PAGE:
To encourage olive cultivation, the Pakistani government has planned to issue olive oil marketing and branding certification to the private sector. The goal of it is to plant over 50,000 acres in the country by 2022. Now, Pakistan is the only South Asian country to be included in the International Olive Council.
A joint venture between China and Pakistan for olive cultivation and processing is also a viable solution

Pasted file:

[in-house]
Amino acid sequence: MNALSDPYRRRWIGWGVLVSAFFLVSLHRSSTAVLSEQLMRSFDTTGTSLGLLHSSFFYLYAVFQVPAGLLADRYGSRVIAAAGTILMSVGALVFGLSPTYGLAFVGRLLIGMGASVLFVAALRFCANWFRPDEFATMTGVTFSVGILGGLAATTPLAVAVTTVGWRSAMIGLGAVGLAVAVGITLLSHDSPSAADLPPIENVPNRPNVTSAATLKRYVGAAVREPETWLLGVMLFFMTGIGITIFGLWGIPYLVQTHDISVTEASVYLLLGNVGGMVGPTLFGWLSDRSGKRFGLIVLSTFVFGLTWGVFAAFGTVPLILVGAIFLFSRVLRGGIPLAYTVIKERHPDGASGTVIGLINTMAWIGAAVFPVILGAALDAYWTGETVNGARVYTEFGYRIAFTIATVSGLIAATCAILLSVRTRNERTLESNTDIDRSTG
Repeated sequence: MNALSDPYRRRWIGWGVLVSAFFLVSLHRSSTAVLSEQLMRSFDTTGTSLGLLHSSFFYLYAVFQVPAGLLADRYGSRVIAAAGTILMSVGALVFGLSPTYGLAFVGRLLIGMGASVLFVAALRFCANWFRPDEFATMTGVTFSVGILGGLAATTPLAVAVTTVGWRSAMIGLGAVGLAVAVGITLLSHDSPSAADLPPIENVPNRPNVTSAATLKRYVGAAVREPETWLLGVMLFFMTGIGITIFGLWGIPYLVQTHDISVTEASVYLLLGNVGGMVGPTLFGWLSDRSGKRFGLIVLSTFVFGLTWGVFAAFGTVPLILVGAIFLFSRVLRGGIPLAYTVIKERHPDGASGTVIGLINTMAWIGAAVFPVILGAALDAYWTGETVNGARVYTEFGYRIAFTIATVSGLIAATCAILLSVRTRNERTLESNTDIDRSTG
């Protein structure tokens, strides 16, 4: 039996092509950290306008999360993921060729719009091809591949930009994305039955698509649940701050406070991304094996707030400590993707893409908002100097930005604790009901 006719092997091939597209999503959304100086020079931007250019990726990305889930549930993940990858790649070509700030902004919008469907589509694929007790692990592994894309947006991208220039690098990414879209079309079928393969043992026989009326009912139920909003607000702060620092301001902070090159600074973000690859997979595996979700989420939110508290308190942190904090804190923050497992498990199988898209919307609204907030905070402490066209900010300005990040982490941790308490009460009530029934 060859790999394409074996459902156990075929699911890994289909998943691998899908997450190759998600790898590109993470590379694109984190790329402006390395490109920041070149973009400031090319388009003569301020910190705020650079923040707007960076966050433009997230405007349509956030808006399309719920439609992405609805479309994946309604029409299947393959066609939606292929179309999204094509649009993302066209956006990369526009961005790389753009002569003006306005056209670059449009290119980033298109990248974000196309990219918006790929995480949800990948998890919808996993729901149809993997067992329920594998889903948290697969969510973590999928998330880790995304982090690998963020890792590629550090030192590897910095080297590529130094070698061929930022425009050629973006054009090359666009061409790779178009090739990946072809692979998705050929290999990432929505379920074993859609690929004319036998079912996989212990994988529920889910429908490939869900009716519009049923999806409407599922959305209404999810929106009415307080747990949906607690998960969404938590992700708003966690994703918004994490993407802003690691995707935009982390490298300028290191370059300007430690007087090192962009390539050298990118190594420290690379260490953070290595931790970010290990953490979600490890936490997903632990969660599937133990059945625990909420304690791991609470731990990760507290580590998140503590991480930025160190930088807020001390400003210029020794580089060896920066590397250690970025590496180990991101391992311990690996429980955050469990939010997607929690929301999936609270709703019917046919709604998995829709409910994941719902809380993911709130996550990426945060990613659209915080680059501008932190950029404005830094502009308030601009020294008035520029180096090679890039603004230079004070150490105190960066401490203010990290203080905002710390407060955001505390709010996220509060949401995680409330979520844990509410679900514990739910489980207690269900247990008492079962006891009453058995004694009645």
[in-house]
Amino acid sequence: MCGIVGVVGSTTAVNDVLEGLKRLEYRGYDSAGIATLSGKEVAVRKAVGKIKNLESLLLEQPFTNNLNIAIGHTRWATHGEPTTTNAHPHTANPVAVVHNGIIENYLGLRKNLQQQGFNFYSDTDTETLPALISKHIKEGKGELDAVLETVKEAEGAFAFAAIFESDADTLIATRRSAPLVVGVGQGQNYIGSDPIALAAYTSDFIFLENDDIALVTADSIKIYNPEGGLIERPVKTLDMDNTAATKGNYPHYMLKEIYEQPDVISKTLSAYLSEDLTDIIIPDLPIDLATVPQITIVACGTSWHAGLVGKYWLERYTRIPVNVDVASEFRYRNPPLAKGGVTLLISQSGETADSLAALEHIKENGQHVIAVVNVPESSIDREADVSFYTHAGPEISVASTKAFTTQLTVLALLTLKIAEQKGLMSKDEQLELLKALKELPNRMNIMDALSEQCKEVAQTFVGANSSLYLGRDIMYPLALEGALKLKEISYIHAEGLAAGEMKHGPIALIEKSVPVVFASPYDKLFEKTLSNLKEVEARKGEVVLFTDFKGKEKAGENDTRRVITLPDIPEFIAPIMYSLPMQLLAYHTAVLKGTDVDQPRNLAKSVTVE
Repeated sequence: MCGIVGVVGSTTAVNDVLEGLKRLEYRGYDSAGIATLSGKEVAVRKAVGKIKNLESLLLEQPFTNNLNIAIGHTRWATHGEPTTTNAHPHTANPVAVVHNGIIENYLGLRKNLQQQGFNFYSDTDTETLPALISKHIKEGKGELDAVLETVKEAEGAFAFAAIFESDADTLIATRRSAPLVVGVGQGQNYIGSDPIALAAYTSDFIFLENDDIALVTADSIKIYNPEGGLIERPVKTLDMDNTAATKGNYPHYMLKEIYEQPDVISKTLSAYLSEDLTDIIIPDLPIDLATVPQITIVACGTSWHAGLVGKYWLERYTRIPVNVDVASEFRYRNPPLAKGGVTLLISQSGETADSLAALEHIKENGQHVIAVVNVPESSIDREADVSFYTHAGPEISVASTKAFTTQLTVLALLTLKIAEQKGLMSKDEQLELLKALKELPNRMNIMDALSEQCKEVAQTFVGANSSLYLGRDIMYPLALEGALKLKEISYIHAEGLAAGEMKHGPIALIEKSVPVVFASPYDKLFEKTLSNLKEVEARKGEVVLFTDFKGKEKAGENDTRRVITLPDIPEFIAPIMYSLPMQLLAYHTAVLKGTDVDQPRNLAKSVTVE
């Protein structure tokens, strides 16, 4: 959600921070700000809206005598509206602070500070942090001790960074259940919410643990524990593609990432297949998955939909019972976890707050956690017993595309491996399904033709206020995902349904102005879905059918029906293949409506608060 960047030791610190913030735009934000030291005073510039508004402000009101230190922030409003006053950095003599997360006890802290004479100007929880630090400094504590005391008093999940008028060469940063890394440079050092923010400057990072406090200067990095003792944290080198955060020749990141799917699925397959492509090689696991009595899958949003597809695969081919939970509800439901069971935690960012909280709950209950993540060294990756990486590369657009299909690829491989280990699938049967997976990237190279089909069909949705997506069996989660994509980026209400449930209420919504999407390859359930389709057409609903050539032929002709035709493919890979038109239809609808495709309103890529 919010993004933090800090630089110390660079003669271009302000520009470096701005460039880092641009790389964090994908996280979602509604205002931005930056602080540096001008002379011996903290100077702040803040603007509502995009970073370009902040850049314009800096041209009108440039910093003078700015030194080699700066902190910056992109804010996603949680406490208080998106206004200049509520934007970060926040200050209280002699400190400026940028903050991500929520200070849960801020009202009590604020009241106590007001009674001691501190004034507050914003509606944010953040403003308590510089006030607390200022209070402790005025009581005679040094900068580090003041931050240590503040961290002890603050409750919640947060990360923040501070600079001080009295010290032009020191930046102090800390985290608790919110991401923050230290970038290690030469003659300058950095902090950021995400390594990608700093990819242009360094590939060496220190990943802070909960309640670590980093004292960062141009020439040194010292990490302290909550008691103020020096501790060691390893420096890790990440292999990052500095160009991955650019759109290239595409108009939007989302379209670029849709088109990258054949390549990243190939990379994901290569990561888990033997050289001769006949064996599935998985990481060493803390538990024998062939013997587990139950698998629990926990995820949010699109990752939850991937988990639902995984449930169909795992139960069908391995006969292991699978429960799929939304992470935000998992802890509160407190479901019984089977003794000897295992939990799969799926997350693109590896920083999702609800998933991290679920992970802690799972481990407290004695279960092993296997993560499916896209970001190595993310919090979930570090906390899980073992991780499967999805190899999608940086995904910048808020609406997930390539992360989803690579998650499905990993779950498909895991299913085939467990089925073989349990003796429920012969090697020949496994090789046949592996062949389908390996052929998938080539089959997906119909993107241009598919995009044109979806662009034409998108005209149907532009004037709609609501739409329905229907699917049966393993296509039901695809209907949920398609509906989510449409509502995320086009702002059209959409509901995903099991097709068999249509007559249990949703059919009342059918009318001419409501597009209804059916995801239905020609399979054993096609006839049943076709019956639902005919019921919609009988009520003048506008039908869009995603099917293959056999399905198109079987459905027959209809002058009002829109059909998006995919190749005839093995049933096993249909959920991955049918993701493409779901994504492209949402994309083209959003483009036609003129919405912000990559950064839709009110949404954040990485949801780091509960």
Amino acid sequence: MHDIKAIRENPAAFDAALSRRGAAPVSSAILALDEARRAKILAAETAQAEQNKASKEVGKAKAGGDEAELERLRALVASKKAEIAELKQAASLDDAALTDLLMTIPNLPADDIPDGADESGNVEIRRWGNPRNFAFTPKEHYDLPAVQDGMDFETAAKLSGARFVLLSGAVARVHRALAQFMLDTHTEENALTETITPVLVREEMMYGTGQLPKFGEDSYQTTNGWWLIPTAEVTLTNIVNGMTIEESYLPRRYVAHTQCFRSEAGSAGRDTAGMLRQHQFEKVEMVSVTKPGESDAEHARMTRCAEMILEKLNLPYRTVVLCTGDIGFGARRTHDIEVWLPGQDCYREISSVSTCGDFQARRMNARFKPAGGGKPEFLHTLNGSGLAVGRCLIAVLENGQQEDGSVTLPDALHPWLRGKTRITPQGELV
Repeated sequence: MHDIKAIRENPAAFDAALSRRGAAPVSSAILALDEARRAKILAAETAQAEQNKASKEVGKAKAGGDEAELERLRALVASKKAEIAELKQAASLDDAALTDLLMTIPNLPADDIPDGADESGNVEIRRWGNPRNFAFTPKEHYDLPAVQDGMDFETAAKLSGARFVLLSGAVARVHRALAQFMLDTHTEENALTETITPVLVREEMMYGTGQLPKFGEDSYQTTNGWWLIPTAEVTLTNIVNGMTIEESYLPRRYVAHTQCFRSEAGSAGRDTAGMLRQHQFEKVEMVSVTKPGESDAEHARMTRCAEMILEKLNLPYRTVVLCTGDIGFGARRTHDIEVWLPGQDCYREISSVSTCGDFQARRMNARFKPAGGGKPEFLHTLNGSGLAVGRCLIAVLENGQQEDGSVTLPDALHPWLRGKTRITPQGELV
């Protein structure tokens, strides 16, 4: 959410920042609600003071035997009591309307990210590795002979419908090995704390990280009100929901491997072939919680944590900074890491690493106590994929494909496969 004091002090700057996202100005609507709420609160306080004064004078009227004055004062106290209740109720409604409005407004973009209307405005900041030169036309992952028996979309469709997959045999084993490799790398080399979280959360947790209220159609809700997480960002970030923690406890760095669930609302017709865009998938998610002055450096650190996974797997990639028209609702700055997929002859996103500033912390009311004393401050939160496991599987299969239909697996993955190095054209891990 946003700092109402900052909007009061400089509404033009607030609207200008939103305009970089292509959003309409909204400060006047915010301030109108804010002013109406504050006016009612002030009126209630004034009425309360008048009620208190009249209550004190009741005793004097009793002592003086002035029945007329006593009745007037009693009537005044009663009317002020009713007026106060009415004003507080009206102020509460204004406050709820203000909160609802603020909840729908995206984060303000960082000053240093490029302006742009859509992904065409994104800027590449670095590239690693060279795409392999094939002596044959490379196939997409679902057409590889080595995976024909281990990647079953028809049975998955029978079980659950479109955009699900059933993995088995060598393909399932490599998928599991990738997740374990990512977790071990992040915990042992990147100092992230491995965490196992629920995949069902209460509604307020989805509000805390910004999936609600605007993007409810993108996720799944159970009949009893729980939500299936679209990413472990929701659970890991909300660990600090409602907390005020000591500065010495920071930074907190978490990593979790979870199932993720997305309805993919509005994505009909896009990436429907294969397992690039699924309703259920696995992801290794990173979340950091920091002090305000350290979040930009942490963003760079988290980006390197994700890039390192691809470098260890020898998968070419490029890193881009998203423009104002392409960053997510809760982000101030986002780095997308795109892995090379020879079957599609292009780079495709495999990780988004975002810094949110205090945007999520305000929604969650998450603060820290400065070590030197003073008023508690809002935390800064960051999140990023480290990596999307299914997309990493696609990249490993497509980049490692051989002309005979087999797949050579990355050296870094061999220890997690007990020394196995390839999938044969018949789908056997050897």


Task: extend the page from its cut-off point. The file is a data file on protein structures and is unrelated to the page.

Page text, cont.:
Inam ul Haq, who works as a horticulturist at the Barani Agricultural Research Institute in Chakwal, said that the local government has spared no efforts to subsidize olive cultivation. “Since 2015, the Punjab government has been providing subsidies to local gardeners to turn the Potohar region into ‘Olive Valley’, that is, providing olive saplings free of charge for plantation.” In the past five years, nearly 1.4 million olive trees have been planted in Potohar region, covering almost 9,000 acres of land. The project has made use of less fertile and undeveloped land. In addition, the government has offered up to 70% subsidy on the installation of solar power systems and nearly 60% subsidy on drip irrigation systems, with an estimated 800 families getting benefits and turning their less fertile land into olive groves. The government has also provided 50% subsidy to agricultural machines that may be needed during harvest seasons, such as shakers.